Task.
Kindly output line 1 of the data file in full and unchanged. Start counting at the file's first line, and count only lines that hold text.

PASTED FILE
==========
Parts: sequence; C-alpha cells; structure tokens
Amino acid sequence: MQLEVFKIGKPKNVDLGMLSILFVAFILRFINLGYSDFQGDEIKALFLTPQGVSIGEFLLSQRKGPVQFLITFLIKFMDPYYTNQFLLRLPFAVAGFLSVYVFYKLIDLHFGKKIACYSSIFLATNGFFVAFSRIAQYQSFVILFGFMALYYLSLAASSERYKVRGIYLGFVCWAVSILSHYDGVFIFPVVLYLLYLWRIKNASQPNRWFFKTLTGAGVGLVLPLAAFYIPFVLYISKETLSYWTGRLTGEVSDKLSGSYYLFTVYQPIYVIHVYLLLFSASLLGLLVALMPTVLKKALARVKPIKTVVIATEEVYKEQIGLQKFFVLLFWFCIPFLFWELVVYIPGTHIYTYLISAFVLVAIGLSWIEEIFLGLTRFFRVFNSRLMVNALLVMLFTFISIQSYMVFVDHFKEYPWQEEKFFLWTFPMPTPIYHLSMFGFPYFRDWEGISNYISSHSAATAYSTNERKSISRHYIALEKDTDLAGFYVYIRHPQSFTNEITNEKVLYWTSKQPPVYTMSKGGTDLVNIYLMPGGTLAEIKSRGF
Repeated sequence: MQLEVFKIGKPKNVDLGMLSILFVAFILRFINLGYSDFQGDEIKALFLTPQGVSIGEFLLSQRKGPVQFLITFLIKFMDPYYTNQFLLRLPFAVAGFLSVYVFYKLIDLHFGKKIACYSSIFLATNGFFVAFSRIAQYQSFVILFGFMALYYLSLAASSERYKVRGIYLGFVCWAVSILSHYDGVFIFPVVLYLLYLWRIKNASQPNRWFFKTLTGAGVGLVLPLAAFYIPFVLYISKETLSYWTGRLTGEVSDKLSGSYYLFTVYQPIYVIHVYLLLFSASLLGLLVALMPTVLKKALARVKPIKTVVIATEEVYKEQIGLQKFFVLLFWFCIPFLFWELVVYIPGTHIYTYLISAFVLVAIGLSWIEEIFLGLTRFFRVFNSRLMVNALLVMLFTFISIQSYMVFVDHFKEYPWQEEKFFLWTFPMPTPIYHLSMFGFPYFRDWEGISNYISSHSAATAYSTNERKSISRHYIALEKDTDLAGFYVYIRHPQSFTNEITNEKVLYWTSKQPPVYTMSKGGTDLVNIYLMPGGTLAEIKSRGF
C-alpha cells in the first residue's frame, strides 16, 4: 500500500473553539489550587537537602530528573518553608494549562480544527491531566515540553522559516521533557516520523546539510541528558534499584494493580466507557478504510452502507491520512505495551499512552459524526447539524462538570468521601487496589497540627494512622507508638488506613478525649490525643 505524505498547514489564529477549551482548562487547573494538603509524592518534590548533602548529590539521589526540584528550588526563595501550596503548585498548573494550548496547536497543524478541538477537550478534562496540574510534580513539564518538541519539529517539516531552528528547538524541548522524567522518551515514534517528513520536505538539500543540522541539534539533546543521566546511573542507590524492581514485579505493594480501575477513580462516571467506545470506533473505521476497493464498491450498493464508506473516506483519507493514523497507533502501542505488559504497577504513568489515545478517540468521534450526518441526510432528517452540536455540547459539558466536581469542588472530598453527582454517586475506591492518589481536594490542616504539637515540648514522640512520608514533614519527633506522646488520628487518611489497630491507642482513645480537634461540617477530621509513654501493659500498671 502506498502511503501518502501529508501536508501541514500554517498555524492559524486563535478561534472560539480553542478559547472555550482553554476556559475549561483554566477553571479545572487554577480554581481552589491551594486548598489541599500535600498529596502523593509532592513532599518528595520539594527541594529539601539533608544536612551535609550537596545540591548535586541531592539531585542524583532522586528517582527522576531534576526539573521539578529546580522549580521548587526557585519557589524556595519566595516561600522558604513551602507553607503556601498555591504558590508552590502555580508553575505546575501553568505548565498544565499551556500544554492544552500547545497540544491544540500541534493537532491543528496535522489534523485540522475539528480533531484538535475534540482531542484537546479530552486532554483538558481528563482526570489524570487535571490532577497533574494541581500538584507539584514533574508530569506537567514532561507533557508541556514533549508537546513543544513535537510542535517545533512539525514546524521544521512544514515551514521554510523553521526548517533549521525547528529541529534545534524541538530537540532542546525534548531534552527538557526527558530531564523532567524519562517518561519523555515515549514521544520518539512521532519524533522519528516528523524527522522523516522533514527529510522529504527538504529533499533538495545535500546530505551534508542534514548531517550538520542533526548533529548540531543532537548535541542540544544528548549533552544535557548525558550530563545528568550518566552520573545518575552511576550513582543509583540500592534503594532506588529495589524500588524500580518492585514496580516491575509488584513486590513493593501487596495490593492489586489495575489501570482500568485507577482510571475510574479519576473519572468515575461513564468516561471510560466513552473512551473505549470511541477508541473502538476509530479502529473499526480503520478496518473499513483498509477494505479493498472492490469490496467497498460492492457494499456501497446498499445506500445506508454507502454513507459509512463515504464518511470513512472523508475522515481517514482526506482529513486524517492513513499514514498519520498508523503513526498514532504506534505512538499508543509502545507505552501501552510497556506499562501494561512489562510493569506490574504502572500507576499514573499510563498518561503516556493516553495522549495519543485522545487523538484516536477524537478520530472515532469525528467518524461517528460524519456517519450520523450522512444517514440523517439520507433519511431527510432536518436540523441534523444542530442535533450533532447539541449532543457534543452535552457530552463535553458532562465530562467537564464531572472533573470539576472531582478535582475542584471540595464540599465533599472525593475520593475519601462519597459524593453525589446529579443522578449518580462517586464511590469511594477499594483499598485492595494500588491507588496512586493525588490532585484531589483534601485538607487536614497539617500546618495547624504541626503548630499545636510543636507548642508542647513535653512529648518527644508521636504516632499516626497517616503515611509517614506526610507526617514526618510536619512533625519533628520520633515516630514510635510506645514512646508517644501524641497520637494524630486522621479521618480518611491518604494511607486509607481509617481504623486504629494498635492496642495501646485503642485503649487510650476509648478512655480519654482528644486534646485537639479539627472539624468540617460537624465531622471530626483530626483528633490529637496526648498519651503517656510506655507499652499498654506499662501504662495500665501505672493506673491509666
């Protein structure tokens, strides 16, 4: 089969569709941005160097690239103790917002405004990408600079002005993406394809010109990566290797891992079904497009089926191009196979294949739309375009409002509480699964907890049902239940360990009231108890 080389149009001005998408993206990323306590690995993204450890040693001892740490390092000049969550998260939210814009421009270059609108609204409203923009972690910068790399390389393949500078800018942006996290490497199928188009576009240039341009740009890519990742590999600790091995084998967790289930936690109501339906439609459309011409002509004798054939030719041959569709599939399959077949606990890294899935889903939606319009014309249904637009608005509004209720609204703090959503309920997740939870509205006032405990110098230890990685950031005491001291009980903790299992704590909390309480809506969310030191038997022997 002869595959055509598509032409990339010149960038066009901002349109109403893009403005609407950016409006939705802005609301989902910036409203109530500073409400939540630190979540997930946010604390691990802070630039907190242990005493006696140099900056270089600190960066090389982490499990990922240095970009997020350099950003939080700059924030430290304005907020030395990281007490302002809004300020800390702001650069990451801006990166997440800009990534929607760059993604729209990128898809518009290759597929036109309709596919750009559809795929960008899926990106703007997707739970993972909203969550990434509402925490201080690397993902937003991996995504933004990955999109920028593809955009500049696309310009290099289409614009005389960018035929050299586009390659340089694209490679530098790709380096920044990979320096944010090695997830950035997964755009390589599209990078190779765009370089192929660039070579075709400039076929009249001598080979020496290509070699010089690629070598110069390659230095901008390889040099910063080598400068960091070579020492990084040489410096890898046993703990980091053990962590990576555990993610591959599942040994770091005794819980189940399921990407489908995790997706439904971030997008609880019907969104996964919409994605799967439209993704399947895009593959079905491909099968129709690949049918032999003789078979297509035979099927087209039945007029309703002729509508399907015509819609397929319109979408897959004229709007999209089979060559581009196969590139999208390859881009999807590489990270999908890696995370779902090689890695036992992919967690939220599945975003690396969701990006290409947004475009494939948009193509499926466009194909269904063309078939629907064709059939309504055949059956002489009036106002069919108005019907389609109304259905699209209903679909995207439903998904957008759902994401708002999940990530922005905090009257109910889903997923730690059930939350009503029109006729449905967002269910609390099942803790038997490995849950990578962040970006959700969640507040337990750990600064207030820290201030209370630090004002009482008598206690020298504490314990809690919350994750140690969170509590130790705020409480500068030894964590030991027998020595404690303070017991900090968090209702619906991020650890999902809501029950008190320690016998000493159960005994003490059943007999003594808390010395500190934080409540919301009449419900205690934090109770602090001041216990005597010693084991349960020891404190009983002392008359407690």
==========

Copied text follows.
Parts: sequence; C-alpha cells; structure tokens